“I actually caught him from his mama when he was born,” she says with a chuckle. His name came about because Williams says she wanted a “Prince Charming” for her 30th birthday. He had a royal send-off: “I cut a bunch of lavender and sage for him to lay on. We rubbed his belly and sang songs and read poetry. It was beautiful. I don’t get too weepy because it was so beautiful.”

She wanted the same care extended to Prince Charming after death, so she called Resting Waters.

“Through getting to know Joslin and Darci … [I know] they love my animal,” Williams says. “I knew his head wasn’t going to be bumped,” or his body mistreated in any way. She says she is comforted knowing she did all the things for Prince that humans do for one another. Some of his ashes have been made into a crystal ball, some reside in a small crystal on his mother’s collar and some will be scattered at his favorite forest. A couple of weeks after his death, his remains sat, ready to go, so to speak, on her piano.

Attorney Emily Albrecht’s voice broke a little when she talked about Franklin, her Boston terrier. She rescued him when he was 4, and he died just shy of 11. She learned about Resting Waters from a tweet, and the place intrigued her.

“It was just in my mind ever since I read about it,” she says.

As she grappled with the impending death of Franklin, her thoughts turned again to Bressler and Roth.

“I called them the day before, because we had planned a time when we were going to go in [to the vet]. I didn’t want to be a total mess,” Albrecht says. “Darci was super kind and gentle. She emailed all the paperwork and said they would handle everything from there.”

Franklin was picked up from the vet’s office — a free service offered by Resting Waters — and Albrecht received a call the next day about when she could pick up his remains.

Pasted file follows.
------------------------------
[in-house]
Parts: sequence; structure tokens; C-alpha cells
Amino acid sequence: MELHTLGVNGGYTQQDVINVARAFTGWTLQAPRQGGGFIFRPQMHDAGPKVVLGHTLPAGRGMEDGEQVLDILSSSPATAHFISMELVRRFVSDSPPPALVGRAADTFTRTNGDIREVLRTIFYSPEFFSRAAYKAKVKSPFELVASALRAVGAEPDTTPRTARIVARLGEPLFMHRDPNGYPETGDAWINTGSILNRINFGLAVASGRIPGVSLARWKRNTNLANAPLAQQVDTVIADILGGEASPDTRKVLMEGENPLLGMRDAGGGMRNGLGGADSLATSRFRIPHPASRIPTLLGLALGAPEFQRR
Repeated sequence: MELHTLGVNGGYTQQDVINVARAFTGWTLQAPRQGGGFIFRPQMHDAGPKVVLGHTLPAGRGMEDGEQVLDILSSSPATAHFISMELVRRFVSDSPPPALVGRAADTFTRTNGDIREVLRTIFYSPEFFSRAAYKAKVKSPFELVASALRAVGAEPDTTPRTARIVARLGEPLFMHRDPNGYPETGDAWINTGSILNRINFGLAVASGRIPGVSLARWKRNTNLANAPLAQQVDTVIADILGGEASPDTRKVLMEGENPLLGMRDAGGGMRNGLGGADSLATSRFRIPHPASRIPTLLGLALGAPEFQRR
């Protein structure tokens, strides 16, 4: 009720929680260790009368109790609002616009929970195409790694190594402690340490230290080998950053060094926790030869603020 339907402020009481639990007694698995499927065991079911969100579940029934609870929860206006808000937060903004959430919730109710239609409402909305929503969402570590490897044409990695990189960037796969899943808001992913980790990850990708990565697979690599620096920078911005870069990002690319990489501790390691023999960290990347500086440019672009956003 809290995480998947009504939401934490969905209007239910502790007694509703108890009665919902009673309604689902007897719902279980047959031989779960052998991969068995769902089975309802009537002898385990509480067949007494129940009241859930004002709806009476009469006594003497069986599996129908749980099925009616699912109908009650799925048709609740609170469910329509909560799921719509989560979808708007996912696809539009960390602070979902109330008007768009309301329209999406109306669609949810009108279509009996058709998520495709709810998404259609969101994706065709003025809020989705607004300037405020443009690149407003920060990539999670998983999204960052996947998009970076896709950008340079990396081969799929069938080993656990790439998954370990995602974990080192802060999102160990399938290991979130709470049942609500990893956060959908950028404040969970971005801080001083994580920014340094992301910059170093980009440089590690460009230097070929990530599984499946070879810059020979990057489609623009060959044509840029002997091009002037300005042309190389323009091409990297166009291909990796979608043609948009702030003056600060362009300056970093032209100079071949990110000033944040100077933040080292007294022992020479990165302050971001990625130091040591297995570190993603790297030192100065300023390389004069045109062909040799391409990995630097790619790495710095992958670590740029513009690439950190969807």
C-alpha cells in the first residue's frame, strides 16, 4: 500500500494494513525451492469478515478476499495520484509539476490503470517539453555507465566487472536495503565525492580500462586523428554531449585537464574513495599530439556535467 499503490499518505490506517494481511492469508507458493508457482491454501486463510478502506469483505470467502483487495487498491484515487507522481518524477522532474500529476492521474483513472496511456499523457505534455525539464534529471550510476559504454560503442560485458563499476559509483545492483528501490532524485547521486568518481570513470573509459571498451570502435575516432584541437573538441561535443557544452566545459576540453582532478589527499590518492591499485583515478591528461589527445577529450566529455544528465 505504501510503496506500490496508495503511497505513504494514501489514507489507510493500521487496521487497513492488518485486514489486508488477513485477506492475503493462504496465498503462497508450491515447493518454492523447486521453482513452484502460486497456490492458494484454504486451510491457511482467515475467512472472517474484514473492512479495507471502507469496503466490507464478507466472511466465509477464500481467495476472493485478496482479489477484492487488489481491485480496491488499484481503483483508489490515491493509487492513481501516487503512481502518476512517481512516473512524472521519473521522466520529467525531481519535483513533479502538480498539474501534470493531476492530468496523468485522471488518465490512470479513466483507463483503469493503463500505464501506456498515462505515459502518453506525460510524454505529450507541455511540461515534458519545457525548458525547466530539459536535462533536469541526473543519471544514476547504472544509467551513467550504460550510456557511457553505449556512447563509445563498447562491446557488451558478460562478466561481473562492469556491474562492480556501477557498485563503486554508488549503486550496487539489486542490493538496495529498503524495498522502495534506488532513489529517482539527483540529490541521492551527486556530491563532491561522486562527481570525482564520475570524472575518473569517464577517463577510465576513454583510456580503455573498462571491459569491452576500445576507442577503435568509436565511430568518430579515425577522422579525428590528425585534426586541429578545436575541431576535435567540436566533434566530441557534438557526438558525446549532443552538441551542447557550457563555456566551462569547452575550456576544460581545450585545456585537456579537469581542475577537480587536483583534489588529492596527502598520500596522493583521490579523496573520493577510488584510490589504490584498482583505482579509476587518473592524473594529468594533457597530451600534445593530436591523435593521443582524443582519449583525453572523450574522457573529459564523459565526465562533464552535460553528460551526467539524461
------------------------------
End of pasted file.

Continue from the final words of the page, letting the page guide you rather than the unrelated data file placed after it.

“It’s by appointment, so you’re the only one there. No rush, they said; come whenever you want to,” Albrecht says. She and her husband fetched Franklin’s remains at the appointed time, met with Roth “and chatted a little. Overall, it was a very positive experience. I’m really, really glad that we did it. I’d had that dog longer than I’d even known my husband. It was super important to us. I’m really glad that they are there. They are genuinely amazing people.”

 

IT’S HARD NOT to feel that way about Bressler and Roth. They have ready smiles and warm handshakes. They sometimes finish each other’s sentences and, like Wilson, are passionate about what they do and how they hope to change post-death care. They know their clients’ stories and are regular recipients of emails with photos and stories about the pets they’ve handled.

“They want us to see what they looked like when they were alive,” Roth says.

Looking at each other to jog their memories, they describe serving clients with 100-pound dogs, at least three birds, a corn snake and a bearded dragon. The little lizard was “about this big,” says Roth, holding her index fingers a few inches apart. “And we were able to give them a full set of remains,” adds Bressler.